An Analysis of Koza’s Computational Effort Statistic for Genetic Programming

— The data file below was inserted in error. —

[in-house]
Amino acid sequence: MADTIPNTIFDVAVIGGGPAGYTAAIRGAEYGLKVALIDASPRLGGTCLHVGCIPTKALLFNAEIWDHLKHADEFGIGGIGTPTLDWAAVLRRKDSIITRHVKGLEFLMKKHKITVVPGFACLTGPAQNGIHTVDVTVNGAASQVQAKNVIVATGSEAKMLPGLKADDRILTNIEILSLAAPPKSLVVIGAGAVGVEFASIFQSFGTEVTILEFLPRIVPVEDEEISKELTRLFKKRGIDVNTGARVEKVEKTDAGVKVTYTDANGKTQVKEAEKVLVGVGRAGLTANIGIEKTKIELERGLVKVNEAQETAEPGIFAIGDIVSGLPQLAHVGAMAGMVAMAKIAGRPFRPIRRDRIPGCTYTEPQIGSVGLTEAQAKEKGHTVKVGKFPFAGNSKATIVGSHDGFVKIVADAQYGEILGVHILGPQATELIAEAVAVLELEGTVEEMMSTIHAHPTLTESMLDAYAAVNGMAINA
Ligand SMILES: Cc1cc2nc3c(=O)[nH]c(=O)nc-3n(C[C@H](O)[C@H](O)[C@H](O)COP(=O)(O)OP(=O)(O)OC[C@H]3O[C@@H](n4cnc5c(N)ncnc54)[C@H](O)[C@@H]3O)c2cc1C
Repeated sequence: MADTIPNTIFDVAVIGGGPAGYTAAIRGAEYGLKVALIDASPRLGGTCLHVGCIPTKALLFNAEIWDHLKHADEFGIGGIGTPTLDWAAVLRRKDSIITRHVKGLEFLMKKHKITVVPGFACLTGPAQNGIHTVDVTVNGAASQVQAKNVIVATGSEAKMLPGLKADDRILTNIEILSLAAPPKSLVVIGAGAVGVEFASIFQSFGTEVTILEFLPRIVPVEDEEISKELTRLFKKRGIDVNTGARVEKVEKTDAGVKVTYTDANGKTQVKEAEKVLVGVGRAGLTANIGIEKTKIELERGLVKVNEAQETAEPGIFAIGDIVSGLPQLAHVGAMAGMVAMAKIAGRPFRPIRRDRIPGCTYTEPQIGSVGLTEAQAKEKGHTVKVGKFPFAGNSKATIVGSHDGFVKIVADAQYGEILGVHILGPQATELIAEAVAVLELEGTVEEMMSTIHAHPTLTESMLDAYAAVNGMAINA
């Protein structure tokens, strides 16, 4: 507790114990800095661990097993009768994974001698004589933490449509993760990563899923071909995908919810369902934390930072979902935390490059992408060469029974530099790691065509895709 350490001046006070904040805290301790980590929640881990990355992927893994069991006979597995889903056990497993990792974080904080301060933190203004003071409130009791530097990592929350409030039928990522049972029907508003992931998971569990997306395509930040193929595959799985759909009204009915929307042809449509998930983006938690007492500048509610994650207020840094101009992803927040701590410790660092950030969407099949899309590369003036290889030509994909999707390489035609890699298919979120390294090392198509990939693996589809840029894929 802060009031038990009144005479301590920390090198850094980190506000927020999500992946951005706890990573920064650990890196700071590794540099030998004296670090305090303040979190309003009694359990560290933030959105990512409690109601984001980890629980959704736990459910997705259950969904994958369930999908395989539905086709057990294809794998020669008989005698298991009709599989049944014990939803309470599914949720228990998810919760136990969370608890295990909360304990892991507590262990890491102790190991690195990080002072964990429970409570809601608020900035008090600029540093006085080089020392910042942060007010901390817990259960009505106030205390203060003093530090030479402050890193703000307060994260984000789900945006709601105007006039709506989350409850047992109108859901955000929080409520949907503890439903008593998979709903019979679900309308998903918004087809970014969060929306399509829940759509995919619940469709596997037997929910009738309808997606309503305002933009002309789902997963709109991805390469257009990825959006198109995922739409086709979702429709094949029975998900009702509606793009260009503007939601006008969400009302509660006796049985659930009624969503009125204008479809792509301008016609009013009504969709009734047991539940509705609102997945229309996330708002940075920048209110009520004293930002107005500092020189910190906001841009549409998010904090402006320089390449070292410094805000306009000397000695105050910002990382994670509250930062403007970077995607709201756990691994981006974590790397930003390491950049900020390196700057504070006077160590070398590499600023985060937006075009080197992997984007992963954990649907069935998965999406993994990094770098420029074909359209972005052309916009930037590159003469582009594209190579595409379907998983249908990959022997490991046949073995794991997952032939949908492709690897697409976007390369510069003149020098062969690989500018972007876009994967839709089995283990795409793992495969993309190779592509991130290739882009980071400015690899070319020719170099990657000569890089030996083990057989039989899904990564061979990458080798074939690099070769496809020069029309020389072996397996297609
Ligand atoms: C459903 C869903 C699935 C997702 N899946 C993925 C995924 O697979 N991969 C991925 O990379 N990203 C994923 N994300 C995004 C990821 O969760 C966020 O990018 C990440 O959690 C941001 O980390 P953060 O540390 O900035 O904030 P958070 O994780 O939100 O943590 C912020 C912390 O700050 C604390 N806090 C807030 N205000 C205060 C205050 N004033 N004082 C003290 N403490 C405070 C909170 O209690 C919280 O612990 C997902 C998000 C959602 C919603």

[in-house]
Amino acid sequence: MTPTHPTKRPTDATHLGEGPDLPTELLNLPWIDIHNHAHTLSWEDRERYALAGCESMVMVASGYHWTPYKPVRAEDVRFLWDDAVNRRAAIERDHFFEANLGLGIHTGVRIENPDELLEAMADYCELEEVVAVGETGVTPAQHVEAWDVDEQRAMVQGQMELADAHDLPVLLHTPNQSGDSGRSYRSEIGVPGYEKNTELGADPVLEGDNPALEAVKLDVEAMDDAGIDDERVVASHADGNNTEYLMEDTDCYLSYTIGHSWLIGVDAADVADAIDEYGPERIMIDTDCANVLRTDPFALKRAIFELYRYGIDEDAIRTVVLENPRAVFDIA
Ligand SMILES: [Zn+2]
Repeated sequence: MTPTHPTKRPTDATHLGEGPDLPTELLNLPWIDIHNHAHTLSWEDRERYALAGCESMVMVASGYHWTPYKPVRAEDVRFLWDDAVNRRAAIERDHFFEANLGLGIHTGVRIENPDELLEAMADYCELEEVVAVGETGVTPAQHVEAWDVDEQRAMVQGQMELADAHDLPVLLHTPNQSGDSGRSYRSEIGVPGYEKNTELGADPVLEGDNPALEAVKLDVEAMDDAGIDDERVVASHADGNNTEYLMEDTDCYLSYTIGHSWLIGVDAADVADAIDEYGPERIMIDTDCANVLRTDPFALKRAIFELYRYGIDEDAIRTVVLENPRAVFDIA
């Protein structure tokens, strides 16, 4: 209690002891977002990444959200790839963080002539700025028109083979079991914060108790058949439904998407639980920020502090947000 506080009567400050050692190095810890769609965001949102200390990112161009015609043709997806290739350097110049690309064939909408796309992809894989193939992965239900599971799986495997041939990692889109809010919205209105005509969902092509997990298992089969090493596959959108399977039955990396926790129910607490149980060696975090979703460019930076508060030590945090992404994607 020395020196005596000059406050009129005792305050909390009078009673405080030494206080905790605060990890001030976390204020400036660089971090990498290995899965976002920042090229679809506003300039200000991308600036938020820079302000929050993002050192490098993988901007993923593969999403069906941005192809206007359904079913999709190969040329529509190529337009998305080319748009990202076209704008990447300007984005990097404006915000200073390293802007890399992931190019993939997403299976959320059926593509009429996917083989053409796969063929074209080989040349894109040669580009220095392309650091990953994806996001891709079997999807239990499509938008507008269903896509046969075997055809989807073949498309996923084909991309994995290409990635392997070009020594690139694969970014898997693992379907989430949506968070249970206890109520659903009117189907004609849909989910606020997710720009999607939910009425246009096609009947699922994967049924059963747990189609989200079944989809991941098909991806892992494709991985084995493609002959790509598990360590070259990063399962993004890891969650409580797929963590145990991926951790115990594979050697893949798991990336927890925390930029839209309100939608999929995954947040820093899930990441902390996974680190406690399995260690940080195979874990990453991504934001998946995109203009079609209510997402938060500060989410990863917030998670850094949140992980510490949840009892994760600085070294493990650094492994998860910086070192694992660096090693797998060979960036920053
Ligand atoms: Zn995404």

As research into the theory of genetic programming progresses, more effort is being placed on systematically comparing results to give an indication of the effectiveness of sundry modifications to traditional GP. The statistic that is commonly used to report the amount of computational effort to solve a particular problem with 99% probability is Koza’s I(M, i, z) statistic. This paper analyzes this measure from a statistical perspective. In particular, Koza’s I tends to underestimate the true computational effort, by 25% or more for commonly used GP parameters and run sizes. The magnitude of this underestimate is nonlinearly decreasing with increasing run count, leading to the possibility that published results based on few runs may in fact be unmatchable when replicated at higher resolution. Additional analysis shows that this statistic also underreports the generation at which optimal results are achieved.
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